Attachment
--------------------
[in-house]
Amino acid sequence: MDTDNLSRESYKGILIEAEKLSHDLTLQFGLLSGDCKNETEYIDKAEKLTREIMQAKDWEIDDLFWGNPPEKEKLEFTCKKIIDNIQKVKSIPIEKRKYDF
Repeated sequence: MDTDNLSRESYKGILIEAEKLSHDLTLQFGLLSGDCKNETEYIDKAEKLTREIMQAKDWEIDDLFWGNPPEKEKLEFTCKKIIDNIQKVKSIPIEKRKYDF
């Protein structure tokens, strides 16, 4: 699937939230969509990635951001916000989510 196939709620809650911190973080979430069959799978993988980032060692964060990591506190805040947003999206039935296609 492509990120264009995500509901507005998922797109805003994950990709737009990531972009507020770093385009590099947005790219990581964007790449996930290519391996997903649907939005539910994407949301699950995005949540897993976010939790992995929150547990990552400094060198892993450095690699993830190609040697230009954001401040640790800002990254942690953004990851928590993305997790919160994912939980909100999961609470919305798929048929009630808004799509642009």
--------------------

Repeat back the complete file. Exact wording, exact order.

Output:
[in-house]
Amino acid sequence: MDTDNLSRESYKGILIEAEKLSHDLTLQFGLLSGDCKNETEYIDKAEKLTREIMQAKDWEIDDLFWGNPPEKEKLEFTCKKIIDNIQKVKSIPIEKRKYDF
Repeated sequence: MDTDNLSRESYKGILIEAEKLSHDLTLQFGLLSGDCKNETEYIDKAEKLTREIMQAKDWEIDDLFWGNPPEKEKLEFTCKKIIDNIQKVKSIPIEKRKYDF
């Protein structure tokens, strides 16, 4: 699937939230969509990635951001916000989510 196939709620809650911190973080979430069959799978993988980032060692964060990591506190805040947003999206039935296609 492509990120264009995500509901507005998922797109805003994950990709737009990531972009507020770093385009590099947005790219990581964007790449996930290519391996997903649907939005539910994407949301699950995005949540897993976010939790992995929150547990990552400094060198892993450095690699993830190609040697230009954001401040640790800002990254942690953004990851928590993305997790919160994912939980909100999961609470919305798929048929009630808004799509642009």